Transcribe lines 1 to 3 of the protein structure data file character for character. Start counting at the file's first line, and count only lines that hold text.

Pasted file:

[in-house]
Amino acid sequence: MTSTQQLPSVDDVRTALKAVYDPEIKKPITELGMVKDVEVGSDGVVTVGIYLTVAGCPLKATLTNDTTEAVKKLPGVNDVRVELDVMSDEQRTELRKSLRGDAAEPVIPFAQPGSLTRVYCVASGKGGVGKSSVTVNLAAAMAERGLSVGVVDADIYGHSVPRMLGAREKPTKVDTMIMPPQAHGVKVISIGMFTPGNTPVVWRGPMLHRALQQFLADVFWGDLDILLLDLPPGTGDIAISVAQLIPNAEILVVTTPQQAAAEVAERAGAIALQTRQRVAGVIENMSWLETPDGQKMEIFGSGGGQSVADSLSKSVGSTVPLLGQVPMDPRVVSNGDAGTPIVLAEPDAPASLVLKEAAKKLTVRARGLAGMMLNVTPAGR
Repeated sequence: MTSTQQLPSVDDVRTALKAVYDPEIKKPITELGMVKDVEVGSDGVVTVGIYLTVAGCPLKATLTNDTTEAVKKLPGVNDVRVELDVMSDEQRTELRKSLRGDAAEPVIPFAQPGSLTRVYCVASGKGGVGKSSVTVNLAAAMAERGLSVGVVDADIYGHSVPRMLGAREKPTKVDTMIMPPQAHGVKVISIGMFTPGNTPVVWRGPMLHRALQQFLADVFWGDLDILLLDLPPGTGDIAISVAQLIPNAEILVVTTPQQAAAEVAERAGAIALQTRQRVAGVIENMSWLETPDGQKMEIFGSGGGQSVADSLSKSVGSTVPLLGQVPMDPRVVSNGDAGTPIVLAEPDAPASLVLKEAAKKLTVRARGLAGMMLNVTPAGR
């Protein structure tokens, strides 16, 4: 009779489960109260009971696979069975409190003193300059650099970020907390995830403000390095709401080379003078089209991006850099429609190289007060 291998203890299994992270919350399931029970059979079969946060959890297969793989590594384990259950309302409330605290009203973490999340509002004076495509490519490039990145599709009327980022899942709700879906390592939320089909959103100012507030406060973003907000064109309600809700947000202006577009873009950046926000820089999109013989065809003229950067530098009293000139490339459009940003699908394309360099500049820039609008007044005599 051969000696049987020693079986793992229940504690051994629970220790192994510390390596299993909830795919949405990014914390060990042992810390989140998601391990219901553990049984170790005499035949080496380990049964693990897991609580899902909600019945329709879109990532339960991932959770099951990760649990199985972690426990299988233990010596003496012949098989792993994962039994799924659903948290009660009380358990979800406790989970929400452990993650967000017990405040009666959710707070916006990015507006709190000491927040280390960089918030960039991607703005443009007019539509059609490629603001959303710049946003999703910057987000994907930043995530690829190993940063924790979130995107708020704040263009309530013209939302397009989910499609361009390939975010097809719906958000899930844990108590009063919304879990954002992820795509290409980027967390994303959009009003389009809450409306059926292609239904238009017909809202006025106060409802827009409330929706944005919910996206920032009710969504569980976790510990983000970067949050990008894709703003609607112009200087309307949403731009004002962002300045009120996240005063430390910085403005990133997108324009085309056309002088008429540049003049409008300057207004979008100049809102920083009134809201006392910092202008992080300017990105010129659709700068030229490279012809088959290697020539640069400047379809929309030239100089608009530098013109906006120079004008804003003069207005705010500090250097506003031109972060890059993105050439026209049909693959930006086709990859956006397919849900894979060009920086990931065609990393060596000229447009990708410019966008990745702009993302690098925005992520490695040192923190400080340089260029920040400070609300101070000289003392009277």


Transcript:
[in-house]
Amino acid sequence: MTSTQQLPSVDDVRTALKAVYDPEIKKPITELGMVKDVEVGSDGVVTVGIYLTVAGCPLKATLTNDTTEAVKKLPGVNDVRVELDVMSDEQRTELRKSLRGDAAEPVIPFAQPGSLTRVYCVASGKGGVGKSSVTVNLAAAMAERGLSVGVVDADIYGHSVPRMLGAREKPTKVDTMIMPPQAHGVKVISIGMFTPGNTPVVWRGPMLHRALQQFLADVFWGDLDILLLDLPPGTGDIAISVAQLIPNAEILVVTTPQQAAAEVAERAGAIALQTRQRVAGVIENMSWLETPDGQKMEIFGSGGGQSVADSLSKSVGSTVPLLGQVPMDPRVVSNGDAGTPIVLAEPDAPASLVLKEAAKKLTVRARGLAGMMLNVTPAGR
Repeated sequence: MTSTQQLPSVDDVRTALKAVYDPEIKKPITELGMVKDVEVGSDGVVTVGIYLTVAGCPLKATLTNDTTEAVKKLPGVNDVRVELDVMSDEQRTELRKSLRGDAAEPVIPFAQPGSLTRVYCVASGKGGVGKSSVTVNLAAAMAERGLSVGVVDADIYGHSVPRMLGAREKPTKVDTMIMPPQAHGVKVISIGMFTPGNTPVVWRGPMLHRALQQFLADVFWGDLDILLLDLPPGTGDIAISVAQLIPNAEILVVTTPQQAAAEVAERAGAIALQTRQRVAGVIENMSWLETPDGQKMEIFGSGGGQSVADSLSKSVGSTVPLLGQVPMDPRVVSNGDAGTPIVLAEPDAPASLVLKEAAKKLTVRARGLAGMMLNVTPAGR